Mutation breeding in centipedegrass:

The goal of this project is to generate morphological and stress tolerance variation through the use of a chemical mutagen. During 2013 and 2015, a total of 4,600 M1 progenies were planted as nurseries in Sandhills Research Station and the Upper Mountain Research Station in Laurel Springs. Nurseries were under evaluation for aggressiveness, genetic color, and leaf texture. Based on performance, 85 lines were selected and compared to five commercial lines in replicated trials at three locations. Evaluated traits include aggressiveness, genetic color, leaf texture and density, uniformity, drought and tolerance, flowering density and seed production rate. Currently, 23 superior lines have been selected to explore the potential of centipedegrass as a seeded crop.


Chromosome doubling using colchicine


It has been found that plant structures increase size by duplicating the set of chromosome in the cells. We are working on using colchicine in centipedegrass to develop artificial lines with morphological variations and increase resistance against biotic stresses such as pests and pathogens (insects, nematodes, virus, and diseases). Centipedegrass seeds will be treated with different concentrations of colchicine at different exposure times. Seedlings recovered after treatment will be screened for genome size changes using flow cytometry and later corroborated through chromosome counts. Lines will be planted in the field for further evaluation of turf quality performances.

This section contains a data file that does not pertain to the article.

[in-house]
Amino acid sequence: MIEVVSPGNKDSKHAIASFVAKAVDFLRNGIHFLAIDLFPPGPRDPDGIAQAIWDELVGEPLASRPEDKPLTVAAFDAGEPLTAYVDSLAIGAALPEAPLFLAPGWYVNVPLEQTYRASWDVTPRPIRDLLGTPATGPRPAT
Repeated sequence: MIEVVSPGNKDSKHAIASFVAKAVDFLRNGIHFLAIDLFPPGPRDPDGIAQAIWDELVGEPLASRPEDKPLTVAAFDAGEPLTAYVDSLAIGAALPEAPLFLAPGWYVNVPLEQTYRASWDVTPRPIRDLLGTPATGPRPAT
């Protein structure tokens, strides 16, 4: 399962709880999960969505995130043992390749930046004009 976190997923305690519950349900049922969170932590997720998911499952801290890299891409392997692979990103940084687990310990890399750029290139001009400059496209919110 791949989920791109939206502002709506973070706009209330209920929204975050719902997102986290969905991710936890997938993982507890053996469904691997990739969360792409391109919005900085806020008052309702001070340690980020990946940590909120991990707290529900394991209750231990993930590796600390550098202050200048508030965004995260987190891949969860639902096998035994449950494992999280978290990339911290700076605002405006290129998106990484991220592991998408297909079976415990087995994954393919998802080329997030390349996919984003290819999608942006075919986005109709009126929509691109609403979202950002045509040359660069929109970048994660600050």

NGS and SSR development in Centipedegrass

Centipedegrass (Eremochloa ophiuroides) is a warm-season grass well adapted to Southeastern United States. Although it is known for requiring less inputs and presenting higher tolerance to pests, it is also known for the narrow genetic base of the available cultivars. Next-generation sequencing data is being used to develop simple sequence repeat (SSR) markers for centipedegrass. The initial objective of this project is to assess genetic diversity in a collection of accessions collected in central and southern China in the late 90’s. In the future, we expect to use these SSRs to perform marker-assisted selection, analyze population structure, and identify unknown varieties.